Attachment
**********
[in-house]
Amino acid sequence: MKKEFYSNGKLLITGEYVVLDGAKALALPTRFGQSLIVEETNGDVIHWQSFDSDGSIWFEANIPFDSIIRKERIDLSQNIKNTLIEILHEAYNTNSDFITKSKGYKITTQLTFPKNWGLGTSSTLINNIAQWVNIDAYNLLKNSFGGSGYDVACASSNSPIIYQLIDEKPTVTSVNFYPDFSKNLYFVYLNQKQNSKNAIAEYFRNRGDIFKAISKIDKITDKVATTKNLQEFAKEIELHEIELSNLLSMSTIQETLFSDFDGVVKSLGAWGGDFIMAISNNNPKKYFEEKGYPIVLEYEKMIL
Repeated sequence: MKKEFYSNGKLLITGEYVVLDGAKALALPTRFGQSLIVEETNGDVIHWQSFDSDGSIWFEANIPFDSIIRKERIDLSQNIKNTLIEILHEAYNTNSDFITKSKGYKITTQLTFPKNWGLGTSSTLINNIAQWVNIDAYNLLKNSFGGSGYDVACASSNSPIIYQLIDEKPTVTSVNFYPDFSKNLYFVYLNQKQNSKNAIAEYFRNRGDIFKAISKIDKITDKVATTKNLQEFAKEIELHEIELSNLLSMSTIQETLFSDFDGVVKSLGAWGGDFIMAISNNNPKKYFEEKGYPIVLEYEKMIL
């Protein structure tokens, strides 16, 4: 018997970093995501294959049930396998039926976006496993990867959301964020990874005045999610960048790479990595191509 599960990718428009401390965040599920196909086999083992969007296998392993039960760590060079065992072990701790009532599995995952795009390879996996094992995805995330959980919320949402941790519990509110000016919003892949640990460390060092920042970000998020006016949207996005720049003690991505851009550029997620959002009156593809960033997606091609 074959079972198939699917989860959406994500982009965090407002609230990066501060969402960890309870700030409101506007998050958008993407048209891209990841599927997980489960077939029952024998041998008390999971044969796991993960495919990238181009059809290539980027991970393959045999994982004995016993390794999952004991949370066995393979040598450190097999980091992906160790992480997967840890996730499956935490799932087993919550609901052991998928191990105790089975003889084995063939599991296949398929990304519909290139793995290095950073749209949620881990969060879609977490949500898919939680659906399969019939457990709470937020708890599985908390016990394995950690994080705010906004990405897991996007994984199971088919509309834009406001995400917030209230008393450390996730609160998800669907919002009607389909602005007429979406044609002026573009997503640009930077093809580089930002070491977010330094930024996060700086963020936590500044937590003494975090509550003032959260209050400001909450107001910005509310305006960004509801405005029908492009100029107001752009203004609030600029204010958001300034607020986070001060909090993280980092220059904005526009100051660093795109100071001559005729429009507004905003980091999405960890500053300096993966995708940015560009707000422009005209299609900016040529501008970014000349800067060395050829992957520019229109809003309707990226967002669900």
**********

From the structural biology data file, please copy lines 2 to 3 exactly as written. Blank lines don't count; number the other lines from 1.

Amino acid sequence: MKKEFYSNGKLLITGEYVVLDGAKALALPTRFGQSLIVEETNGDVIHWQSFDSDGSIWFEANIPFDSIIRKERIDLSQNIKNTLIEILHEAYNTNSDFITKSKGYKITTQLTFPKNWGLGTSSTLINNIAQWVNIDAYNLLKNSFGGSGYDVACASSNSPIIYQLIDEKPTVTSVNFYPDFSKNLYFVYLNQKQNSKNAIAEYFRNRGDIFKAISKIDKITDKVATTKNLQEFAKEIELHEIELSNLLSMSTIQETLFSDFDGVVKSLGAWGGDFIMAISNNNPKKYFEEKGYPIVLEYEKMIL
Repeated sequence: MKKEFYSNGKLLITGEYVVLDGAKALALPTRFGQSLIVEETNGDVIHWQSFDSDGSIWFEANIPFDSIIRKERIDLSQNIKNTLIEILHEAYNTNSDFITKSKGYKITTQLTFPKNWGLGTSSTLINNIAQWVNIDAYNLLKNSFGGSGYDVACASSNSPIIYQLIDEKPTVTSVNFYPDFSKNLYFVYLNQKQNSKNAIAEYFRNRGDIFKAISKIDKITDKVATTKNLQEFAKEIELHEIELSNLLSMSTIQETLFSDFDGVVKSLGAWGGDFIMAISNNNPKKYFEEKGYPIVLEYEKMIL